What Is SEC Form 4: Statement of Changes in Beneficial Ownership?
SEC Form 4: Statement of Changes in Beneficial Ownership is a document that must be filed with the Securities and Exchange Commission (SEC) whenever there is a material change in the holdings of company insiders. Insiders consist of directors and officers of the company, as well as any shareholders, owning 10% or more of the company’s outstanding stock. The forms ask about the reporting person’s relationship to the company and about purchases and sales of such equity shares.
The filing of Form 4 relates to Sections 16(a) and 23(a) of the Securities Exchange Act of 1934as well as Sections 30(h) and 38 of the Investment Company Act of 1940. Disclosure of information required on Form 4 is mandatory and becomes public record upon filing.
- Form 4 must be filed with the Securities and Exchange Commission whenever there is a material change in the holdings of company insiders.
- If a party fails to disclose required information on a Form 4, civil or criminal actions could result.
- It must be filed within two business days starting from the end of the day the material transaction occurred.
Understanding SEC Form 4: Statement of Changes in Beneficial Ownership
There are multiple SEC forms that are associated with the ownership of stocks or securities for publicly-traded companies. SEC Form 4 is one of three forms that is usually required by the SEC.
Individuals file Form 3 when they first acquire a stock and are registering the securities for the first time. The form must be filed within 10 days of the individual becoming an officer, director, or beneficial owner at the company.
Form 4 is required to be filed by a company or the individual at the company when there is a change in the holdings of company insiders. Form 4 must be filed with the SEC within two days of the transaction. Form 4 is a two-page document, which covers any buy-and-sell orders, as well as the exercise of company stock options.
Options are contracts that give the holder the right, but not the obligation to buy or sell a stock at a certain price, and by a specific date. Options are often awarded to executives and directors of companies as part of the employee incentive plan. Typically, the options can be cashed out or redeemed after a predetermined holding period has expired.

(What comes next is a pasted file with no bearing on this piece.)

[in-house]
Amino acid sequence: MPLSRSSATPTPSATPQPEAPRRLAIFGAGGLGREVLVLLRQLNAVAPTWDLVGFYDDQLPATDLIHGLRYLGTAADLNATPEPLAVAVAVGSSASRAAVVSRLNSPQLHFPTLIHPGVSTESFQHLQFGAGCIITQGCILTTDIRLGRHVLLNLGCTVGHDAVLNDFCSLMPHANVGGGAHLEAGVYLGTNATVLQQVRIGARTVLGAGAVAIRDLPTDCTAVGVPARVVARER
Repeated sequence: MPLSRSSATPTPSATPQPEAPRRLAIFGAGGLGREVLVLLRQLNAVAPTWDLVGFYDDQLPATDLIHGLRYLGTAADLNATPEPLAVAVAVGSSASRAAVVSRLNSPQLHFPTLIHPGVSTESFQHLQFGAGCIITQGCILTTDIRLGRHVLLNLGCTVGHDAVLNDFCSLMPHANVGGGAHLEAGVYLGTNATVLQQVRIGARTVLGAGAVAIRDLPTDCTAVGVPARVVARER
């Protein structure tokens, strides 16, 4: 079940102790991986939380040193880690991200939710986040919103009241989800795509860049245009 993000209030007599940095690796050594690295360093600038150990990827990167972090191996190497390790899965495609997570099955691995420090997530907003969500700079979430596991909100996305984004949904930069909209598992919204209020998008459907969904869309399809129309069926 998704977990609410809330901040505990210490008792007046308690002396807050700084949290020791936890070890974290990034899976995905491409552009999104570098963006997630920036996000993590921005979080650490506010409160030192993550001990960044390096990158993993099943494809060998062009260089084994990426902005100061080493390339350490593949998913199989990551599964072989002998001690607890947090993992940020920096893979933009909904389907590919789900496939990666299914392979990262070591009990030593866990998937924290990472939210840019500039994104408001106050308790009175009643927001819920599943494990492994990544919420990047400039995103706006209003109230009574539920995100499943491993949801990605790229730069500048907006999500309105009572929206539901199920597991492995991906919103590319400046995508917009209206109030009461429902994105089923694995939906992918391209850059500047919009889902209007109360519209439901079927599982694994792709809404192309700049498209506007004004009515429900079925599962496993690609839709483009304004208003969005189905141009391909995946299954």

Form 5 is filed if a person conducted a trade of the company’s stock but failed to report it via Form 4. Form 5 allows the individual 45 days following the close of the company’s fiscal year.
The SEC is able to use the information in SEC Form 4 when referring a case to other governmental authorities and self-regulatory organizations (SROs). If a party fails to disclose the required information on Form 4, civil or criminal actions could result.
Forms Related to SEC Form 4
Several other forms are critical to maintaining transparency and recording the actions of public company executives, officers, and directors. These include the company’s annual financial report, which is filed via a 10-K and the quarterly financial report filed via a 10-Q.
If a company is issuing stock for the first time, they must file Form S-1and if any amendments must be made, they file Form S-1A. The 8-K is filed when there are unscheduled material events or corporate changes.
The SEC has the capacity to use information disclosed on Form 4 in investigations or litigation involving federal securities laws, in addition to other civil, criminal, or regulatory statutes or provisions.
How to File SEC Form 4: Statement of Changes in Beneficial Ownership
In general, a party must file Form 4 electronically via the Commission’s Electronic Data Gathering Analysis and Retrieval System (EDGAR). Exceptions can occur during hardship. It is mandatory within two business days starting from the end of the day the material transaction occurred.
Here is a link to a downloadable SEC Form 4: Statement of Changes in Beneficial Ownership.
Real-World Example of SEC Form 4
In February 2020, Elon Musk, the Chief Executive Officer (CEO) of the publicly-traded company Tesla Inc. (TSLA), filed SEC Form 4 as an individual. Below is a copy of the Form 4 as well as the details of the transaction, which was obtained via the SEC’s EDGAR system.
- Section 1 contains the reporting person’s name, which was Elon Musk, and the address for the company.
- Section 2 has the company name of Tesla Inc.
- Section 3 contains the transaction date of February 14, 2020.
- Section 1 contains the type of security, which was common stock.
- Section 4 contains the number of shares, the action taken (whether the shares were acquired or disposed of), and the price at which the shares were bought or sold.
The SEC Form 4 shows that Elon Musk purchased 13,037 shares at a price of $767, which left Mr. Musk with a total number of shares owned of 34,098,597 following the purchase (section 5).